Southern Pacific Freight Cars Volume 2: Cabooses
Size: 392 pages, 8.5" x 11"; 681 photos (102 in color); 17 drawings, bibliography, appendices, index
This is the second volume in a series on Southern Pacific freight cars. It covers just one car type, the caboose. The era is from 1871 through the end of caboose construction in 1980. The book contains an extensive array of rosters, photos and, where possible, drawings of the major car classes, along with other material as available, such as construction photos, publicity photos, lettering drawings, and so forth. Survival of the cars over the years is presented, as are numerous photos of the cars in service.
The book opens with an introductory section of background information, then covers the early wood cabooses (1871 to 1917), the massive number of Class C-30-1 cars of the 1920s, additional wood cars, and the all-steel cupola cabooses built from 1937 to 1942.
The coverage continues with the bay-window cars, first the early 30-ton cars just after World War II, then the 40-ton cars of the 1960s and Þnally the 50-ton cars built up until 1980. A separate chapter describes the various caboose conversions, from box cars, passenger cars, and locomotive tenders (into yard cabooses).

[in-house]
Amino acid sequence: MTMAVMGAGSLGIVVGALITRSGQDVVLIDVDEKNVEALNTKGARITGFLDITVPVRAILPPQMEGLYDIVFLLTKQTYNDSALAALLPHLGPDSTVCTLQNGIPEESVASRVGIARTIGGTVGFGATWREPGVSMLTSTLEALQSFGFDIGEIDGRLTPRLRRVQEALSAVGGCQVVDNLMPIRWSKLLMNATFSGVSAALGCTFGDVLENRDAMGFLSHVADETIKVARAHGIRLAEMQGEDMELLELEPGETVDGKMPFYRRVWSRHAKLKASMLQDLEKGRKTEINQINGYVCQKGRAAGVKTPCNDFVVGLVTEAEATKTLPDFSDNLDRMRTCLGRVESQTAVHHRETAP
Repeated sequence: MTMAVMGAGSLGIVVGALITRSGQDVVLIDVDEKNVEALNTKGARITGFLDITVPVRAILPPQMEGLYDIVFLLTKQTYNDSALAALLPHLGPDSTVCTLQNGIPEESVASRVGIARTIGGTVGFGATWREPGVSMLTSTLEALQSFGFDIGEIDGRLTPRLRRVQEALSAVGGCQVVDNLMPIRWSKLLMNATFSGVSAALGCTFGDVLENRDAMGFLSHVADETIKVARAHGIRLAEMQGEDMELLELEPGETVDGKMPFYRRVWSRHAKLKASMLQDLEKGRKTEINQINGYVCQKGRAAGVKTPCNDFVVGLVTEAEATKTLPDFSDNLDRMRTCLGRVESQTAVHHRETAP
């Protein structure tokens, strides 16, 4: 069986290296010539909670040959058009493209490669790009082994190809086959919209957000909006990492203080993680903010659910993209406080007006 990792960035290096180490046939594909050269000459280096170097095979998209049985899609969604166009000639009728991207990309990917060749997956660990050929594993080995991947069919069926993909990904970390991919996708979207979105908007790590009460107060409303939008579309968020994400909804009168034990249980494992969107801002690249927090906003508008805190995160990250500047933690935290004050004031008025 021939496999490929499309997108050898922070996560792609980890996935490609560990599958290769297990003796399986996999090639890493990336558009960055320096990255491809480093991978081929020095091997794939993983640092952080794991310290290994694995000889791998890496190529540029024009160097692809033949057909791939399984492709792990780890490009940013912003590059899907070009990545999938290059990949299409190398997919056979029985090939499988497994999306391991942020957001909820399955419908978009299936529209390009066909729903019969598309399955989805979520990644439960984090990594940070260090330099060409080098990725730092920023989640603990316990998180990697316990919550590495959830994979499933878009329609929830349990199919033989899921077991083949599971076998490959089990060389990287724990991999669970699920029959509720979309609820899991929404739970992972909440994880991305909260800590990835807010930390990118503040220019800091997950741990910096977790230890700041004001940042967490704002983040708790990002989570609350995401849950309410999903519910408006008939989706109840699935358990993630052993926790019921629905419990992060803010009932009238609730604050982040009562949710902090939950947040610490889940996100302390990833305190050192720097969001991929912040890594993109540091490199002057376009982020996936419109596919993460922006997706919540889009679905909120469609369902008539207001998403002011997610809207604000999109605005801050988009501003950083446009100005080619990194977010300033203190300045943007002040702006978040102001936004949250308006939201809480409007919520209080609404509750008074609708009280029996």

Freight car history has a number of dimensions. Built dates, car numbers, car characteristics are only the bare bones. Also of importance are reasons for construction of a particular car class and exploration of its design heritage, and indications of the longevity of the class, culminating in rebuilding or scrapping. This book endeavors to offer much of this type of history for the caboose fleet of the Southern Pacfic.
Cabooses represent an essential part of the history of any railroad. The book's 681 photos (102 in color) of SP cabooses, most from company and museum archives and never before published, together with 17 drawings, extensive rosters, and bibliography, make it unusually complete and authoritative. This book provides a coverage that every railroad enthusiast, and of course Southern Pacific fans in particular, will enjoy.
Noted rail artist John Signor has created for the book the painting shown here, depicting a Southern Pacific yard scene containing the subjects of this series of books.
The well-known SP freight car historian Anthony W. Thompson has authored magazine articles on many SP cars, as well as researching and writing the car section of the book, Pacific Fruit Express, previously published by Signature Press, as well as Volume 1 in this series on gondolas and stock cars. Once again, a strong contribution to the history of the Southern Pacific and of the West has been furnished by Signature Press. Enthusiasts of those subjects will find this a superb book.
Anthony W. Thompson